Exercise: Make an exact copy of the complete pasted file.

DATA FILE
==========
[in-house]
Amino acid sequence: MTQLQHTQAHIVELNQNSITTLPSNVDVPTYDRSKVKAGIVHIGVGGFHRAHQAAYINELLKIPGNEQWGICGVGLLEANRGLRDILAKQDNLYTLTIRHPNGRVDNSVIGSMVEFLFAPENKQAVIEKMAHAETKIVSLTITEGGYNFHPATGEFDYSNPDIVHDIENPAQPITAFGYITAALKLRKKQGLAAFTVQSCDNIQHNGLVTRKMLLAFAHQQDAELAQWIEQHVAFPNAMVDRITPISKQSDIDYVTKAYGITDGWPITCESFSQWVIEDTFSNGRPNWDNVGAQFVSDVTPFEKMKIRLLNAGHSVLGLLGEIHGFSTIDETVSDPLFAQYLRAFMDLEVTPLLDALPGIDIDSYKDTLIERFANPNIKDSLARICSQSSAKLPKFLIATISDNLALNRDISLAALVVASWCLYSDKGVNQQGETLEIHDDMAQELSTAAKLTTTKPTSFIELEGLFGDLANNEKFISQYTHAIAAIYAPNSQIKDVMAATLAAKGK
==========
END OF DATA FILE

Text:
[in-house]
Amino acid sequence: MTQLQHTQAHIVELNQNSITTLPSNVDVPTYDRSKVKAGIVHIGVGGFHRAHQAAYINELLKIPGNEQWGICGVGLLEANRGLRDILAKQDNLYTLTIRHPNGRVDNSVIGSMVEFLFAPENKQAVIEKMAHAETKIVSLTITEGGYNFHPATGEFDYSNPDIVHDIENPAQPITAFGYITAALKLRKKQGLAAFTVQSCDNIQHNGLVTRKMLLAFAHQQDAELAQWIEQHVAFPNAMVDRITPISKQSDIDYVTKAYGITDGWPITCESFSQWVIEDTFSNGRPNWDNVGAQFVSDVTPFEKMKIRLLNAGHSVLGLLGEIHGFSTIDETVSDPLFAQYLRAFMDLEVTPLLDALPGIDIDSYKDTLIERFANPNIKDSLARICSQSSAKLPKFLIATISDNLALNRDISLAALVVASWCLYSDKGVNQQGETLEIHDDMAQELSTAAKLTTTKPTSFIELEGLFGDLANNEKFISQYTHAIAAIYAPNSQIKDVMAATLAAKGK